Tim Suddard
Tim Suddard Publisher
8/7/18 4:08 p.m.

Photography Courtesy Amelia Island Concours

The Pegaso Z102 Concept

The study of automotive design through the years is fascinating because a visionary’s aesthetic concept or intent may not be understood or even appreciated when the design is first seen, but time has a way of vindicating great art and burying the merely pretentious.

Perhaps the most mysterious and wonderfully misunderstood example is Spaniard Wifredo Ricart’s exotic Pegaso coupe, the internally named 1963 Berlina, a one-off GT designed and built to race at Le Mans in 1953.

Also known locally as the Cupula for its inimitable, huge and outrageously wonderful rear window, which was as functional as it was distinctive, its advanced shape created heated controversy that continues to this day. The Cupula first appeared in subtle cream livery in Spain in 1952, but was radically revised for the 1953 New York Auto Show. There it was promptly purchased for some $30,000 by Rafael Trujillo, then “president” of the Dominican Republic, who had plans to race it in that year’s Carrera Panamericana.

Even now, after decades of speculation, the car’s conceptual origins are still unclear to many who have tried to unravel its erratic history and determine exactly who penciled its bold lines. Recently discovered photographic evidence has since clarified that question, but one thing seems certain: This radical, Spanish-built coupe’s rather unfamiliar shape certainly had some well-proven, late-’30s German aero-tech in its complicated background.

Wifredo Ricart was a brilliant engineer and contentious contemporary of Enzo Ferrari’s when both were with Alfa Romeo’s powerful racing team in the late ’30s. He moved back to Spain after WWII with the intention of transforming the sad remains of the once-prestigious Hispano Suiza name–which had been reconstituted as a government-backed manufacturer of trucks and buses called ENASA–into Pegaso.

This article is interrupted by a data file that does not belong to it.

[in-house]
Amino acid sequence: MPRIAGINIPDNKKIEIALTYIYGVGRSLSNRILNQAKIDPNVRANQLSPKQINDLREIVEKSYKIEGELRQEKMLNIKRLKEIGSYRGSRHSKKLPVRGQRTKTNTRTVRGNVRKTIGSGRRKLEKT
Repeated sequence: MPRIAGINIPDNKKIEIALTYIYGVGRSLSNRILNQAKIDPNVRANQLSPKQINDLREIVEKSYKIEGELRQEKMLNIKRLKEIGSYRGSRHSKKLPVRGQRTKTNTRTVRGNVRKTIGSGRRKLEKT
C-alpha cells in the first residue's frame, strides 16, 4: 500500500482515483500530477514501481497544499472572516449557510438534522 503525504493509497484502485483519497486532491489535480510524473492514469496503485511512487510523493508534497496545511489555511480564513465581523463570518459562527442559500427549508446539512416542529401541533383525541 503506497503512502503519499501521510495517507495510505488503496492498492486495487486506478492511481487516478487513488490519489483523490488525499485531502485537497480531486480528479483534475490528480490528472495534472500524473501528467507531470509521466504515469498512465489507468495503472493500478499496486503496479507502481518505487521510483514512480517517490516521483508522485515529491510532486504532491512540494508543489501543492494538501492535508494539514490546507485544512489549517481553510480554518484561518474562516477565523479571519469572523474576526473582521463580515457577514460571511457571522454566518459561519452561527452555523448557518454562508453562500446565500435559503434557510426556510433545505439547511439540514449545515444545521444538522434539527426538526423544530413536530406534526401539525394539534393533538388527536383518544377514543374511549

Ricart’s intention was to create a series of low-volume, high-performance cars that would compete with the best in Europe for an elite, knowledgeable market. As an engineer with an aeronautical degree and a solid racing background with Alfa Romeo, he was most certainly aware of what a couple of distinguished German engineers had been up to just prior to the war.

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wannacruise New Reader
8/10/18 4:18 p.m.

Pegaso is a difficult Marque to follow considering that most if not all of the bodies where built by different Carrosseries.  From what I gather their underpinnings were all of the 'pressed steel platform' design which I believe was Ricart's work.  I believe I see a lot of Alfa design concepts in the drive line and suspension which is probably not surprising due to Ricart's time spent with Alfa in his early years.   I have to say that in my opinion all of the body designs are gorgeous but, not having a chance to see many Pegasos,  I wander if there has been much conceptual freedom in the rebodying efforts of the contemporary restorers.       

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